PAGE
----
Yangon Heritage Trust to Survey How Residents Benefit From Conservation
By Kyaw Phyo Tha 7 August 2014
RANGOON — The Yangon Heritage Trust announced on Wednesday that it will conduct a survey among residents of colonial-era buildings in downtown Rangoon to determine how communities could benefit from conservation of the buildings.
The organization’s program manager Kyan Dyne Aung announced during a press conference that in three selected areas residents would be interviewed about their use of the heritage for residential, business and religious purposes, and about their views on the future of the buildings.
“After we learn about those facts, we would be able to take them into
our consideration when we implement heritage conservation,” he said, adding that the study is being funded by the European Union and would start in September or October.
The trust’s founder, historian Thant Myint-U, said the study would help determine how residents view new urban development and heritage conservation, and how such plans could benefit local communities.
The survey will focus on part of Bothathaung Township’s Bogalay Zay Street (between Merchant and Maha Bandoola streets), Pabedan Township’s 26nd Street and part of Latha Township’s Latha Street (between Merchant and Maha Bandoola streets).
The areas were selected as urban heritage there has the “ideal character” because it performs a mix of functions and represents much of downtown Rangoon, said the trust’s director Moe Moe Lwin. “So we selected these areas for our project zone because they fit with these criteria.”
She said the survey areas also represent different cultures, with 26nd Street being a predominantly Indian-origin community, while Latha Road is considered part of Rangoon’s ‘China Town’. Bogalay Zay Street has a number of historic buildings that have retained their original architectural features and social functions, such as the Young Women’s Christian Association building.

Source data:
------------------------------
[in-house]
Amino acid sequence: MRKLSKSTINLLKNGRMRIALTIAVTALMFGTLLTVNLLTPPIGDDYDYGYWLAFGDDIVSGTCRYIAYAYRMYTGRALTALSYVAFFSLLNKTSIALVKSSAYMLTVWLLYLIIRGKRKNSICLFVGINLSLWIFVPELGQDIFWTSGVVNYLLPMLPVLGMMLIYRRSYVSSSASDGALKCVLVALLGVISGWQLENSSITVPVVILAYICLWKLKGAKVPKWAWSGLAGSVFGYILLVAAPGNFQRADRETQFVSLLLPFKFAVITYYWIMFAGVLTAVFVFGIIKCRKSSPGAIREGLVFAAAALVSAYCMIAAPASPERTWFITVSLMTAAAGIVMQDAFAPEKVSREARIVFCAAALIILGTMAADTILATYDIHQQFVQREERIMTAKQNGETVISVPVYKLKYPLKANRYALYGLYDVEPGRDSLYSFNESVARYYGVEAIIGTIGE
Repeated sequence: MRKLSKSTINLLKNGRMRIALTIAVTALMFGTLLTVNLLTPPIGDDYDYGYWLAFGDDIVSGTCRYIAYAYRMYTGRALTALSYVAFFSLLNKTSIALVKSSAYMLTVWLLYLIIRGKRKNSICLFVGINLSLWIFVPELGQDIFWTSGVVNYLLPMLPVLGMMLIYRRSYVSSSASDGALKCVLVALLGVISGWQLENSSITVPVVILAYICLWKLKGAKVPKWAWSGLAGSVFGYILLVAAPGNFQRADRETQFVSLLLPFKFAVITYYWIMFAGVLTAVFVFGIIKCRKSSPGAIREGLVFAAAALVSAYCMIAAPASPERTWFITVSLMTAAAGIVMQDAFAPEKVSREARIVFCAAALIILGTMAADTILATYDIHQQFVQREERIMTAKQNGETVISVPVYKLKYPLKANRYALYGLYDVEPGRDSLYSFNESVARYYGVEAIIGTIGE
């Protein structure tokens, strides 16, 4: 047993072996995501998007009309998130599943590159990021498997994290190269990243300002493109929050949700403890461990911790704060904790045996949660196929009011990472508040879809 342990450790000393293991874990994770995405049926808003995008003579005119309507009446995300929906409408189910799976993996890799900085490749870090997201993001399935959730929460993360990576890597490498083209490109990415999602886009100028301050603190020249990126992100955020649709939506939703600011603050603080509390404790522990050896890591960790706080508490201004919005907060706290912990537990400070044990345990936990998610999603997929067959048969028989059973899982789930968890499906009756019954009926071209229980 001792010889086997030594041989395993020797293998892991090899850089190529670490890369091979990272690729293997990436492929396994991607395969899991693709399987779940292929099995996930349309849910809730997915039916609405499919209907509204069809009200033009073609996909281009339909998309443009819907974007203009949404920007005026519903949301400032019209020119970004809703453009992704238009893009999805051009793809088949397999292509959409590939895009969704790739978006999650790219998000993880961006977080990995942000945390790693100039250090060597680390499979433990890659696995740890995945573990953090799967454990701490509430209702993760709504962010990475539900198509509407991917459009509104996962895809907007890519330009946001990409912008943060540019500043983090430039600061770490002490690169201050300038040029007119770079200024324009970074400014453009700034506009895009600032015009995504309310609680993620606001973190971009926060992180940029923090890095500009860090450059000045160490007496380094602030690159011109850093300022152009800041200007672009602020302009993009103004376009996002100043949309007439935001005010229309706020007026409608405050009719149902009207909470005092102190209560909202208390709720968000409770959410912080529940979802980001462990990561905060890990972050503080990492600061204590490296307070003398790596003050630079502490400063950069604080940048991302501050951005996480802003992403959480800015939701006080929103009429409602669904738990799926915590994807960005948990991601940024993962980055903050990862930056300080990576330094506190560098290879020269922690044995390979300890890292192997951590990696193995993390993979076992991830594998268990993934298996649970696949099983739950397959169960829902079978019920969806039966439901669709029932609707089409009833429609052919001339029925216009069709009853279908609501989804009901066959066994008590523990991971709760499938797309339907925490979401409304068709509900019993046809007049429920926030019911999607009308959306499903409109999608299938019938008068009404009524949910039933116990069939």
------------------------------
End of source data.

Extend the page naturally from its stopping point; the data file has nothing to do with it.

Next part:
Lower Pansodan Road, an area famous for its concentration
of large British colonial-era administrative buildings and banks, is excluded from the survey, she added, as most historic buildings there house government offices.
The Yangon Heritage Trust was founded in 2012 following the introduction of political reforms in Burma, and is a non-profit organization dedicated to the conservation of Rangoon’s rich architectural heritage. It advocates heritage protection and provides urban planning advice to the government.
Rangoon has one of the largest colonial-era city centers in the whole of Asia but many of the buildings are dilapidated after decades of neglect and mismanagement under the former military regime. A real estate boom has sparked a building frenzy across the city of five million in recent years, and in downtown old buildings are regularly being knocked down to make way for real estate development.